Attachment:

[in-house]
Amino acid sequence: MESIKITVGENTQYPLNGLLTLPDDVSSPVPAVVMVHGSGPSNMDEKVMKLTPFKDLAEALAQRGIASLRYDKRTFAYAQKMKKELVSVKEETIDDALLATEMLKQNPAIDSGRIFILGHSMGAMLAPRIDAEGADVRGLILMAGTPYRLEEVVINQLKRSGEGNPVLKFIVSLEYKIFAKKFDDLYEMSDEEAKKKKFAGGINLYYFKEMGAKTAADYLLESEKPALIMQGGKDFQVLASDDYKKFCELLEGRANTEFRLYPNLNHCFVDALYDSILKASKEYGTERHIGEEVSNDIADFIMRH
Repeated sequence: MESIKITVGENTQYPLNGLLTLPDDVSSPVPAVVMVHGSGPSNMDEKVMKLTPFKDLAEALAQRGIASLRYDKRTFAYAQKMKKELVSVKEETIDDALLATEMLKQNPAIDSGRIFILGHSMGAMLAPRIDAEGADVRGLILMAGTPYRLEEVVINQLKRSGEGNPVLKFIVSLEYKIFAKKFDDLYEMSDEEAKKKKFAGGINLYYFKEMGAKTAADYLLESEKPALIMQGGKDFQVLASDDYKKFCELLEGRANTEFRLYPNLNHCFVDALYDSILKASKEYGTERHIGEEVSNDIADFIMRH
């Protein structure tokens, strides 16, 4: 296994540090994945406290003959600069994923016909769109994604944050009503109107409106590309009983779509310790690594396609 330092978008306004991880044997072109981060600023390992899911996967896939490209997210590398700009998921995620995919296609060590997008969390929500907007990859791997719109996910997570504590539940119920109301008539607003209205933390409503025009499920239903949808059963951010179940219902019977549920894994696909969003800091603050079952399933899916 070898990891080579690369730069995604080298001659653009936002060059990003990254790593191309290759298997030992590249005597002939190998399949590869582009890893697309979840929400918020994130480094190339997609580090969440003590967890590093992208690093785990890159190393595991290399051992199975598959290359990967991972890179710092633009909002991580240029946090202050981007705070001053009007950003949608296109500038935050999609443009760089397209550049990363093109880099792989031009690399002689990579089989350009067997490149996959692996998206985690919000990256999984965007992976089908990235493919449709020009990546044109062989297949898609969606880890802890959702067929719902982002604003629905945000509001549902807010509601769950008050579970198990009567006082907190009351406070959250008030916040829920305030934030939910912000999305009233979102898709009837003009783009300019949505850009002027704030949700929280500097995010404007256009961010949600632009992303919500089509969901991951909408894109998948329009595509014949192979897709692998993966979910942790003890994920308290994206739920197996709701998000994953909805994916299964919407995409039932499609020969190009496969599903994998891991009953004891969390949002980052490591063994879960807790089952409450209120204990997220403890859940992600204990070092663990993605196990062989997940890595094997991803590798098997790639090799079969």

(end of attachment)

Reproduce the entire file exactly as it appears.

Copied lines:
[in-house]
Amino acid sequence: MESIKITVGENTQYPLNGLLTLPDDVSSPVPAVVMVHGSGPSNMDEKVMKLTPFKDLAEALAQRGIASLRYDKRTFAYAQKMKKELVSVKEETIDDALLATEMLKQNPAIDSGRIFILGHSMGAMLAPRIDAEGADVRGLILMAGTPYRLEEVVINQLKRSGEGNPVLKFIVSLEYKIFAKKFDDLYEMSDEEAKKKKFAGGINLYYFKEMGAKTAADYLLESEKPALIMQGGKDFQVLASDDYKKFCELLEGRANTEFRLYPNLNHCFVDALYDSILKASKEYGTERHIGEEVSNDIADFIMRH
Repeated sequence: MESIKITVGENTQYPLNGLLTLPDDVSSPVPAVVMVHGSGPSNMDEKVMKLTPFKDLAEALAQRGIASLRYDKRTFAYAQKMKKELVSVKEETIDDALLATEMLKQNPAIDSGRIFILGHSMGAMLAPRIDAEGADVRGLILMAGTPYRLEEVVINQLKRSGEGNPVLKFIVSLEYKIFAKKFDDLYEMSDEEAKKKKFAGGINLYYFKEMGAKTAADYLLESEKPALIMQGGKDFQVLASDDYKKFCELLEGRANTEFRLYPNLNHCFVDALYDSILKASKEYGTERHIGEEVSNDIADFIMRH
């Protein structure tokens, strides 16, 4: 296994540090994945406290003959600069994923016909769109994604944050009503109107409106590309009983779509310790690594396609 330092978008306004991880044997072109981060600023390992899911996967896939490209997210590398700009998921995620995919296609060590997008969390929500907007990859791997719109996910997570504590539940119920109301008539607003209205933390409503025009499920239903949808059963951010179940219902019977549920894994696909969003800091603050079952399933899916 070898990891080579690369730069995604080298001659653009936002060059990003990254790593191309290759298997030992590249005597002939190998399949590869582009890893697309979840929400918020994130480094190339997609580090969440003590967890590093992208690093785990890159190393595991290399051992199975598959290359990967991972890179710092633009909002991580240029946090202050981007705070001053009007950003949608296109500038935050999609443009760089397209550049990363093109880099792989031009690399002689990579089989350009067997490149996959692996998206985690919000990256999984965007992976089908990235493919449709020009990546044109062989297949898609969606880890802890959702067929719902982002604003629905945000509001549902807010509601769950008050579970198990009567006082907190009351406070959250008030916040829920305030934030939910912000999305009233979102898709009837003009783009300019949505850009002027704030949700929280500097995010404007256009961010949600632009992303919500089509969901991951909408894109998948329009595509014949192979897709692998993966979910942790003890994920308290994206739920197996709701998000994953909805994916299964919407995409039932499609020969190009496969599903994998891991009953004891969390949002980052490591063994879960807790089952409450209120204990997220403890859940992600204990070092663990993605196990062989997940890595094997991803590798098997790639090799079969």